5 Reasons to Run a Trail Race

March 6, 2019
5 Reasons to Run a Trail Race
Marc ChalufourChallenge yourself—and have some fun—by running a trail race this year.

Once upon a time, running a trail race was an activity reserved for a small, extreme subset of the distance running community. Off-road running has boomed in the new millennium, however. According to the Outdoor Recreation Association, trail running participation in the U.S. more than doubled between 2007 and 2017, from 657,000 to 1.5 million. It’s still dwarfed by road racing, though: More than 18 million people registered for road races in 2017, according to Running USA. So what are you trail runners waiting for? Here are five reasons to run a trail race in 2019.

1) Low-pressure competition

There’s no hiding in a road race or on the track. Spectators watch from the sidelines, yelling and ringing cowbells. Mile splits and finish times are measured to the fraction of a second and easily compared (for better or worse) to past performances. Run a few seconds off your 5K PR and you’re left wondering what went wrong. Trail races don’t come with all that baggage. Slip into the silent woods and you and the other competitors will be alone with your thoughts and the sounds of gasping breaths and pounding feet. Mile splits and finish times are irrelevant in a sport where 1 mile in the hills outside Greater Boston has little in common with 1 mile in the mountains of New Hampshire. Enjoy the simplicity of the physical challenge without worrying about anything else.

2) A new look to old trails

Think you know a trail intimately? Try running at a slightly faster pace than normal. Nothing turns a hill into a mountain faster than shaving a few extra seconds off of each mile. Especially as winter slowly gives way to spring, with some of the region’s mountains still weeks or months from being runnable, a challenging local trail race is a good way to dive into the new season.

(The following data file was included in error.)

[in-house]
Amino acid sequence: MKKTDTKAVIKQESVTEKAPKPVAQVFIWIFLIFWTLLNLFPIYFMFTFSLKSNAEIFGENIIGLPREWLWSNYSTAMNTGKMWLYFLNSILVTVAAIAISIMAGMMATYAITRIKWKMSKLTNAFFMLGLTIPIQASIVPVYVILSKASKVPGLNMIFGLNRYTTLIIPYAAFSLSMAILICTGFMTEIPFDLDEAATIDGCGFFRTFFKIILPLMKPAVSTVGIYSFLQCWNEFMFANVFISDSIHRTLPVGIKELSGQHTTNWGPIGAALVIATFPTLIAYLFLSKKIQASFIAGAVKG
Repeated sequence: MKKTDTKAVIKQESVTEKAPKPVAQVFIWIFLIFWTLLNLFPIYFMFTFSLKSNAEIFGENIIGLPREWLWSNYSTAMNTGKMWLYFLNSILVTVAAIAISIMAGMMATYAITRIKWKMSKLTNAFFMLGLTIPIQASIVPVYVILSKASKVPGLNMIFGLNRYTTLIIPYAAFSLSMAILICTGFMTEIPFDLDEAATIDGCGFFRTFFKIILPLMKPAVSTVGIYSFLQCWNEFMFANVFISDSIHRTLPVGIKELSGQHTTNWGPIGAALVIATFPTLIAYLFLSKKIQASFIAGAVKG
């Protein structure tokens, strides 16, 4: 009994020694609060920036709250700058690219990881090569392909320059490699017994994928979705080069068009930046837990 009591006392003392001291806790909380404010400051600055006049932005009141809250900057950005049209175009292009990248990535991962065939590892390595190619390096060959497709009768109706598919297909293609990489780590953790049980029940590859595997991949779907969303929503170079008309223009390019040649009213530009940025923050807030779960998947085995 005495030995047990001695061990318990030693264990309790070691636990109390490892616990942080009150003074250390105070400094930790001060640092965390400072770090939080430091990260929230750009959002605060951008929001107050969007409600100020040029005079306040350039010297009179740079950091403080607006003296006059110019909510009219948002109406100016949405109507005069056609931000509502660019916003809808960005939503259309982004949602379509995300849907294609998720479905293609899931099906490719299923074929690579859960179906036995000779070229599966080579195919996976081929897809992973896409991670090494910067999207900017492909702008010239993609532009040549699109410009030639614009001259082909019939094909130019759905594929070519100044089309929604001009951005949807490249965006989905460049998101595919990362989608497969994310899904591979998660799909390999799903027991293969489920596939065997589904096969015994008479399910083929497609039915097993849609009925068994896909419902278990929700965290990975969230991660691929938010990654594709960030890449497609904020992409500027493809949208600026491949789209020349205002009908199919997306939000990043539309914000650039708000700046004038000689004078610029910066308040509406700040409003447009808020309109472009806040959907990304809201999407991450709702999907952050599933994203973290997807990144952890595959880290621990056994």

3) Earn kudos

Mud, sweat, and mountains make for dramatic, Instagram-ready photos. Better yet, post them, along with GPS data, to the endurance sports social media site Strava and everyone can see each painful vertical foot you climbed.

4) Take home some hardware

Even the most popular trail races can’t compete with road race field sizes. While nearly 30,000 runners will compete in April’s Boston Marathon, you’re more likely to find a few hundred—or even just a few dozen—competitors at a trail race. That means those age-group awards are wide open! Whether it’s trophies, medals, beer steins, farm-fresh produce… or just bragging rights, you’ve got a much better shot at returning home with some hardware.

5) Be a kid again

Is there a simpler joy than sprinting through a forest or field? What’s a trail race if not a sprint into the past, when you and your friends chased each other around for fun? So get out there this year and reclaim that feeling.


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Marc Chalufour

Marc Chalufour, a former senior editor of AMC Outdoors, writes the trail-running blog Running Wild.